Universal Spirit--the Root of Universal Brotherhood
Then does the Man know that instead of being himself, apart, he
is truly all the tribe and the tribe is he...But the belief of
us, wiser Ones, is something far wider and greater, though
similar...We know that the Itongo is not the mere Spirit of the
Tribe, but is the Spirit within and above all men--even all
things; and at the end, all men being one in Spirit, all men are
brothers in the flesh.
The Great Lodge in Africa
Mr. Bowen, describes a later visit to Mankanyezi when he was on
the point of traveling into central and East Africa. The outcome
of his trip was correctly prophesied, even to unplanned detours
he would be making that were not originally on their program.
A meeting with one of Mankanyezi's "elder brothers" was foretold.
When he was asked for means of recognition of this "elder
brother," he was told:
"He is as you say, not my brother in the flesh...he is an Elder
in the Family (Society) to which I belong, whose members are the
guardians of the Wisdom-which-comes-from-of-old.
There are many of us--one at least in every tribe and
nation--throughout this great land. We are of many ranks, from
the learner to the Master, and to those Higher Ones whose names
may not be spoken...I am a common Brother; he of whom I speak is
my Elder...I know him because I have often seen him, though not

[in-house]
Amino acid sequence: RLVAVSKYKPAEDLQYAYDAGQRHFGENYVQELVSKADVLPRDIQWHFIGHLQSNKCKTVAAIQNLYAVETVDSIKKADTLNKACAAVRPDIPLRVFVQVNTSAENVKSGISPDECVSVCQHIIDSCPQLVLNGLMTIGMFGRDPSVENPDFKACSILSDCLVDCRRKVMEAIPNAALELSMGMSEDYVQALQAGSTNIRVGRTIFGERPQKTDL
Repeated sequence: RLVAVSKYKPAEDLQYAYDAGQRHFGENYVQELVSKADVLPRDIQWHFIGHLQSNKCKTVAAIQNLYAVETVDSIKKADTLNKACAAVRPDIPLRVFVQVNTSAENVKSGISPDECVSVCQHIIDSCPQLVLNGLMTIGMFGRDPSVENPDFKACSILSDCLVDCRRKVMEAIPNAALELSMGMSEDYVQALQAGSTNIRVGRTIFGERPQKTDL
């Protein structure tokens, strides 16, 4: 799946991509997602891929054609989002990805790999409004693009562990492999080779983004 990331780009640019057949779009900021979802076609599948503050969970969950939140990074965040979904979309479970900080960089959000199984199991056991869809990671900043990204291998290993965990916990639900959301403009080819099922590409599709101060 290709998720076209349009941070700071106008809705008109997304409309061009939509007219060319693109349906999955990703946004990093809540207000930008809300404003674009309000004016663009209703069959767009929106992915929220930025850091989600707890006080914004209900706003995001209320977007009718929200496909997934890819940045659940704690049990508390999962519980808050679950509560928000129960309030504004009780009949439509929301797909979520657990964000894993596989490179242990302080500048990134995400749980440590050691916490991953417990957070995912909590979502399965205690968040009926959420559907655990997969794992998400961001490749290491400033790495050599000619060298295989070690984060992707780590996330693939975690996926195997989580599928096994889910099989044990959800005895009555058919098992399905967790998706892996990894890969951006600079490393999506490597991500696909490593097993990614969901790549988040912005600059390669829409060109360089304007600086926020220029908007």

in the flesh. Often have we spoken together. Do you think the
mind of Man can travel only in the flesh?"
A year later, the travelers had been forced to make the
prophesied detour and reached in the land of the Masai in East
Africa a village East of Lake Nyassa. There they were greeted by
an old man as friends of his "brother Mankanyezi." It was
ascertained that these two had never actually met physically.
Their respective territories were separated by over a thousand
miles over which they had not traveled.
A Secret Community
In the course of his later work in South Africa, Mr. Bowen
wrote of his meeting from time to time in scattered places with
others of the Brotherhood, and even with some high up in its
He writes of a secret community in a remote and inaccessible
valley...of an African group quite different physically from
those tribes that surrounded it and with whom they lived in
harmony. He said that physically they resembled the Berbers of
North African and Mediterranean regions, 5,000 miles to the
north. They named themselves "Khabyles" [Kabiri ?]. There was
no way of accounting for their living so far from that area, nor
did they offer an explanation.
This will remind students of Theosophy of the mysterious Todas
of the Nilghery Mountains of South India, of which Mme. Blavatsky
wrote extensively in her book "THE PEOPLE OF THE BLUE MOUNTAINS."
In a recent issue of Lookout (THEOSOPHY, Vol. 81, p.24.) was
published an account of another mysterious tribe from the
mountains of Columbia in northern South America, called the Kogi.
It seems as though it had a unique mission in their area of the
The chief of this little community, Mandhlalanga (Strength of
the Sun), was at first reserved, but time and familiarity broke
this down. One day, speaking of news of distant events that
spread among the natives suddenly, Mandhlalanga offered to
explain to Bowen how this happened: "Thought is speedier that
the electric spark and needs no wires for its conveyance," he
said. "All it requires is a brain to dispatch it and another to
receive it. Would you believe if I told you that I and others of
the Brotherhood to which I belong can transmit our thoughts one
to the other, no matter how far apart our bodies may be?"
To Mr. Bowen's enquiry as to how that was to be explained,